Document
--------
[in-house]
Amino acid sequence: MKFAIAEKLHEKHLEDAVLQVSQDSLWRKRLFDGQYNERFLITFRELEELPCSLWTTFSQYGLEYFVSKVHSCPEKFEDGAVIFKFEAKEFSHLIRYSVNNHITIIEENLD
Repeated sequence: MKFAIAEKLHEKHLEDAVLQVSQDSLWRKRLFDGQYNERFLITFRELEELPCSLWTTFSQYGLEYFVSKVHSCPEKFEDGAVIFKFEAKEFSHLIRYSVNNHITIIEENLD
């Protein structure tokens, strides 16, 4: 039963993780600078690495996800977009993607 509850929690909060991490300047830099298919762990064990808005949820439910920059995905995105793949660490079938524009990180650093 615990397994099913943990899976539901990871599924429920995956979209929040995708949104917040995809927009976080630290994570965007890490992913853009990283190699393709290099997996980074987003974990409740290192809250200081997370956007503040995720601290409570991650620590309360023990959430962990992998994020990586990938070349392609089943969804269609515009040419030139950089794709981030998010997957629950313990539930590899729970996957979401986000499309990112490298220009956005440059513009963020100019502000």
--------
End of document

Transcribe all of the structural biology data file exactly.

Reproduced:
[in-house]
Amino acid sequence: MKFAIAEKLHEKHLEDAVLQVSQDSLWRKRLFDGQYNERFLITFRELEELPCSLWTTFSQYGLEYFVSKVHSCPEKFEDGAVIFKFEAKEFSHLIRYSVNNHITIIEENLD
Repeated sequence: MKFAIAEKLHEKHLEDAVLQVSQDSLWRKRLFDGQYNERFLITFRELEELPCSLWTTFSQYGLEYFVSKVHSCPEKFEDGAVIFKFEAKEFSHLIRYSVNNHITIIEENLD
């Protein structure tokens, strides 16, 4: 039963993780600078690495996800977009993607 509850929690909060991490300047830099298919762990064990808005949820439910920059995905995105793949660490079938524009990180650093 615990397994099913943990899976539901990871599924429920995956979209929040995708949104917040995809927009976080630290994570965007890490992913853009990283190699393709290099997996980074987003974990409740290192809250200081997370956007503040995720601290409570991650620590309360023990959430962990992998994020990586990938070349392609089943969804269609515009040419030139950089794709981030998010997957629950313990539930590899729970996957979401986000499309990112490298220009956005440059513009963020100019502000």